13 November 2013

Guitars: typical measures equivalents with handy objects


This article was already published in my old Spanish version of this blog. I am picking it up because it complementes my previous article.

In the previous article (http://hermeticoguitar.blogspot.com.es/2013/11/guitars-please-lend-me-your-card-and.html) we discussed the steps and handy-objects that can be used as tools to do a basic guitar setup.

Since, early electric guitars were manufactured in USA, maker's meassures are always given in inches or fractions of inches (1/16", 3/31", 5/64", etc.).
Asian makers are usually manufacturing using milimeters.

So, there is often the need to translate units from one to the other side.
At the end, to properly measure you will need to use quality rules or gauges but, could be use some well know and handy objects to do our measurements?.

Yes. We can. As soon as we measure first the thickness of common objects we have a way to simplify everything together.

We are going to use money for everything better than to buy an instrument: to setup it!.
Stay reading...

Long life to Euro!

One day, I was using a caliber to measure the thickness of the several Euro coins (but, you could even find those measures in some official page, for any coin).
Most of thickness are really close the measures usually handled with guitar makers for their setups and, therefore, combining some coins we can measure and adjust practically everything in an axe.
Interesting, right?.

These are the thickness of the several Euro coins:

2 Euros = 2,2 mm
1 Euro = 2,32 mm
50 cts = 2,38 mm
20 cts = 2,14 mm
10 cts = 1,93 mm
1/2/5 cts = 1,67 mm

You can check your own coins to stablish a direct relationship between typical measures and one or more coins.

Typical measures used in guitar setups

Pickups heights

Depending on pickup class, output range and magnets strength, recommended pickups high varies but, heights are mostly determined with very few values.

By example, Dimarzio recommends following clearance from pickup poles to string:
First measure is for low string (6th) and second for treble string (1st).

Low output pickups (rails or AlNiCo II, III magnets and alike):

Normal setup
Neck & Middle: 2.4 mm /  1.6 mm
Bridge: 1.6 mm /  1.2 mm

Open setup (weaker but clearer)
Neck & Middle: 3.2 mm / 2.4 mm
Bridge: 2.4 mm / 2.0 mm

High output pickups, humbuckers and AlNiCo V, IV, VIII and alike

Normal setup
Neck & Middle: 3.2 mm / 2.4 mm
Bridge: 2.4 mm / 1.6 mm

Open setup
Neck & Middle: 4.0 mm / 3.2 mm
Bridge: 3.2 mm / 2.4 mm

Some makers also give some specific measures.

Gibson recommends following pickup heights for their humbuckers:
Neck: 3/32" (2,38 mm) both sides
Bridge 1/16" (1,59 mm) both sides

Fender recommends different heights, depending on type of pickup:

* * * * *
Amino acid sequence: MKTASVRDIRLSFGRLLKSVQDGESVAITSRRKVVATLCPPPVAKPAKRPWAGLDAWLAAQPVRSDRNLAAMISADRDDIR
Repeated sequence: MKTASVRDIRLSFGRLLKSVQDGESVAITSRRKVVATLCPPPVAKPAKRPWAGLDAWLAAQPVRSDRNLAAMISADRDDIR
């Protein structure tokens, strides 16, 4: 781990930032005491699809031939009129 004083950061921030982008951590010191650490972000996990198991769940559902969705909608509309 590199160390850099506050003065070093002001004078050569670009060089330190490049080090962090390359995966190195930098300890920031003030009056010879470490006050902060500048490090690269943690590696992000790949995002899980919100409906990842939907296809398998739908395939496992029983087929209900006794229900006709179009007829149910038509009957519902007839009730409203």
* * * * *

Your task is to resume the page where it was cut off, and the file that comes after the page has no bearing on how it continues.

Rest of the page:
4/64" = 1,6 mm
1/8" = 3,2 mm
1/16" = 1,6 mm
3/32" = 2,38 mm (2,4 mm)
5/64" = 1,98 mm (2.0 mm)

So, in fact, measures are usually between 3/64" and 10/64":

1,2 mm (3/64")
1,6 mm (4/64" = 2/32" = 1/16")
2,0 mm (5/64")
2,4 mm (6/64" = 3/32")
3,2 mm (8/64" = 4/32" = 2/16")
4,0 mm (10/64" = 5/32")

And here is where we can use the closer Euro coins to measure those gaps:

3/64" --> 1 / 2 or 5 cts. coin (closer)
4/64" --> 1 / 2 or 5 cts. coin
5/64" --> 10 cts coin
6/64" --> 50 cts coin
7/64" -->  50 cts coin (closer)
8/64" --> 2 coins of 1 / 2 or 5 cts
9/64" --> 2 coins of 10 cts (closer)
10/64" --> 2 coins of 10 cts

So, with a couple of coins of 5 cts, a couple of coins of 10 cts and a coin of 50 cts. we can cover any pickup height.

Quick pickup adjustment trick.

If you don't know recommended height or you are in a hurry, following procedure will give you usable sounds with humbuckers and single coils:

A 50 cts. coin in both sides of Neck pickup.
A 5 cts. coin on both sides of Bridge pickup.

Single Coils:
Two coins of 5 cts. on Neck' sixth and, one coin of 50 cts on Neck's first.
One coin of 50 cts on Middle' sixth and, one coin of 10 cts on Middle's first.
One coin of 10 cts on Brigde' sixth and, one coin of 5 cts on Bridge's first.

From there, you should probably have to low a tad the pickups (1/4 of turn to each side each time).
Seems stupid, right?. Just check it!.


  1. Put the coin (or coins) between pickup's pole and the bottom of the string with guitar in a horizontal position.
  2. Push the string on the last fret.
  3. Raise the pickup side until the coin gets trapped between the pole and the string.
  4. Put the guitar in a vertical position (as if you were to play).
  5. Lower the pickup side, step by step, until you notice the coin moving or falling down to floor
  6. You are done!

My card has not credit but, still useful!

With coins we can measure gaps greater or equal to 1,67 mm but, there are some other adjustments that need inferior measures as, by example neck's curvature.
Depending on the maker, heights are in values between 0.008" (0,2 mm) and 0.014" (0.36 mm).

You can do a quick check and setup just with a credit card or any other plastic card, as explained in previous article. Just leave a clearance enough to make the credit card to slightly lift the string.

OMG, I can reuse my broken strings!

Don't throw your used strings!, wait a momment?.

Which are the gauges of strings? they are between 0.008" to 0.054" and, even greater values.
Probably, one or more of your strings can be used to measure some gaps.
You just need to attach those strings to any piece of wood or cardobard and, you have some gauge there!.


With that tedious coins that are only adding weight to your purse and, that you never see the oportunity to pay with them and, some old plastic card and your used strings, you have a lot of measurement tools to do your basic setup without the need of expensive tools.

Do you like it?

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